Ahead of this Sunday’s Cancer Research UK Boat Races, two of British Rowing’s medallists from the Rio 2016 Olympic Games, Zoë Lee and Constantine Louloudis, have revealed what it takes to be successful in one of the oldest annual sporting events in the world.
Speaking at an event hosted by SAS in November, the Official Analytics Partner of British Rowing, Zoë Lee – the former Oxford Blue and stroke of the silver-medal winning Women’s Eight at the Rio 2016 Olympic Games – commented on the importance of data in such a big boat.
“Using data to help make the boat go faster is especially key in bigger boats. If you can understand the physics of how the boat moves and your own personal physiology you can unlock a lot of wasted potential and cut out the extraneous wasted energy,” said Lee.
“In looking into personal data, how hard we are having to work to produce those speeds as an individual and as a boat are incredibly important. An eight needs to work well as a team and be more than the sum of its parts.”
Constantine Louloudis, a member of the gold medal-winning Men’s Four at last summer’s Olympic Games, holds a particularly strong affection for the Boat Race as a four-time winner in the Dark Blue colours of Oxford University. He knows exactly what is required to be victorious.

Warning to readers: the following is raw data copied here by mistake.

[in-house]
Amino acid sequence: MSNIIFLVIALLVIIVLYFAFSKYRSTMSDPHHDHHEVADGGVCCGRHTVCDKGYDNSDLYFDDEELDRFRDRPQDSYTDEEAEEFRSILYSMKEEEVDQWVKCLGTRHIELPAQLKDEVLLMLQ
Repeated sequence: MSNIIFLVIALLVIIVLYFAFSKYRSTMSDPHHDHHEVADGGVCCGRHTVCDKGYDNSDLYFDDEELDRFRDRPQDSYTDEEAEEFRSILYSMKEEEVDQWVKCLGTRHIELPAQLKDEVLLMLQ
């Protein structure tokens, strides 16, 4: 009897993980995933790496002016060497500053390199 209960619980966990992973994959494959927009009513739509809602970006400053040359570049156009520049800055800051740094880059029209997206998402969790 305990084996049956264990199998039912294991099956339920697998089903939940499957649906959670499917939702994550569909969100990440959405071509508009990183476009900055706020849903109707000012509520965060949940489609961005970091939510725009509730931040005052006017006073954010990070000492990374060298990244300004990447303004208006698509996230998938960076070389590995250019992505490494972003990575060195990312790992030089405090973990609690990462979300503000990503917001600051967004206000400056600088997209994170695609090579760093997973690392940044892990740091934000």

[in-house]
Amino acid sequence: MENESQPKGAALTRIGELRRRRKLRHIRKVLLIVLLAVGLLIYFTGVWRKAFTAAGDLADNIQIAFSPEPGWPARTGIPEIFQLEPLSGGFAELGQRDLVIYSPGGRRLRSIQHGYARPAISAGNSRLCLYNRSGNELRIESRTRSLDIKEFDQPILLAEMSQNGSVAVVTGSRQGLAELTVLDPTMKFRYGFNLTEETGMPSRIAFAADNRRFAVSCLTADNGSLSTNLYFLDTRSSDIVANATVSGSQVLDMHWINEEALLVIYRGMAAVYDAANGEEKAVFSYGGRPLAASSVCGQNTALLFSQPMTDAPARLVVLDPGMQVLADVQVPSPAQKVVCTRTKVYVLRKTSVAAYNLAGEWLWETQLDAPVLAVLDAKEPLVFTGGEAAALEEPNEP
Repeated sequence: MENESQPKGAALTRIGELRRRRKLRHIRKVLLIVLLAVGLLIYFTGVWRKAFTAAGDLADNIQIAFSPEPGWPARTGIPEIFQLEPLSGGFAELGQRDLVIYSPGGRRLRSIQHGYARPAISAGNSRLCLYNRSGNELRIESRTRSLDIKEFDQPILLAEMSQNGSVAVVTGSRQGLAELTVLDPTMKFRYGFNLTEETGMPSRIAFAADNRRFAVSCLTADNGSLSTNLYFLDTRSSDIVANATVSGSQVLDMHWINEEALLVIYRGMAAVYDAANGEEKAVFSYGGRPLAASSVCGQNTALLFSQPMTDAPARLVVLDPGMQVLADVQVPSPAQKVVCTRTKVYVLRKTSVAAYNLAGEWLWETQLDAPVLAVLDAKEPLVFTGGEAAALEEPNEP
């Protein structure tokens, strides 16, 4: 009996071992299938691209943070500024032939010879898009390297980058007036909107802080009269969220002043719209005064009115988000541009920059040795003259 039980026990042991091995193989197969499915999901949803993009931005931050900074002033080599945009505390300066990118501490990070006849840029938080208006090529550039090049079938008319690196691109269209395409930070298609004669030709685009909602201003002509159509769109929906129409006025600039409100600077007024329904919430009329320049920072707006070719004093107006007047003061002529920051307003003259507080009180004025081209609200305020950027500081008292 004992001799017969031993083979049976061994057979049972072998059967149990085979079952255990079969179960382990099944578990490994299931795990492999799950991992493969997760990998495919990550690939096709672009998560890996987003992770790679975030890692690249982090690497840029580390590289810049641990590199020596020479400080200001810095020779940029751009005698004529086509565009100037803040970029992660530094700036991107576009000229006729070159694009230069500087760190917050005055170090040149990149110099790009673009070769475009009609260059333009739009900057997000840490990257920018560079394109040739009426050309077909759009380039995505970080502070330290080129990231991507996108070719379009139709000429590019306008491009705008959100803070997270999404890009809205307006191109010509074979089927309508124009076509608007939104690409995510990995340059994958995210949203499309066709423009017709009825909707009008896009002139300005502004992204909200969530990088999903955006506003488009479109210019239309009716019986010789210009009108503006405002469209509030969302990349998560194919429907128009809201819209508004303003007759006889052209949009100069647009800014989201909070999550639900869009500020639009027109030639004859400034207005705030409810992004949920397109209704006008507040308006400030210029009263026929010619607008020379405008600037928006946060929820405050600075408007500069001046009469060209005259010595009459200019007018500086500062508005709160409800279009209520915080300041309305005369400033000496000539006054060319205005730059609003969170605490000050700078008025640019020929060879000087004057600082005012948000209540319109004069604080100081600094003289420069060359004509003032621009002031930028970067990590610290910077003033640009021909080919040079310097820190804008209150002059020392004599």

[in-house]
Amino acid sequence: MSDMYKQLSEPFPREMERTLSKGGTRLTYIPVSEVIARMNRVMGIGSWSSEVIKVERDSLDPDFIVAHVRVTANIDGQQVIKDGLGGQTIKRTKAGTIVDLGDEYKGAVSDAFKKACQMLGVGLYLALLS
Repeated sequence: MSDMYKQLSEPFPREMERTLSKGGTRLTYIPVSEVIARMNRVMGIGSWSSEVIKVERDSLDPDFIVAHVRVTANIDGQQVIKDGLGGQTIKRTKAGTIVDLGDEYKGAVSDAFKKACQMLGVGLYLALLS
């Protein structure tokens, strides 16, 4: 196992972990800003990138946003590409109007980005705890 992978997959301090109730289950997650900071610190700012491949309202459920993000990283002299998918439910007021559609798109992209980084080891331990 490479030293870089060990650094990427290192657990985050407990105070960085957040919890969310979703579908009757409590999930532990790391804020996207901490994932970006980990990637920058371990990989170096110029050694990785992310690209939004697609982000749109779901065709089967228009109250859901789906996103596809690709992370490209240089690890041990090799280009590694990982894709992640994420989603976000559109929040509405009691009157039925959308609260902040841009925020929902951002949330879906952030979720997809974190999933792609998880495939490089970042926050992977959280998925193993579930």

Speaking at a SAS event in 2016, Louloudis said, “I think the one-on-one nature of the rivalry is pretty important but when you are first in the Boat Race, and if you aren’t quite used to that rivalry, that added to the profile of the event is a big thing. The reality is that in a sport like rowing, getting an event that so many people are in to, and gets such exposure, makes a big difference and is really exhilarating”.
‘‘The Boat Race is about three times longer than the 2000m Olympic course and that means the emphasis is much more on aerobic development, being able to go the distance and last for a race that takes between 17 and 20 minutes; whereas at the Olympics or World Championships it will all be over after about six minutes if you are in an eight-man boat.”
Photo Credit – SAS / Victoria Middleton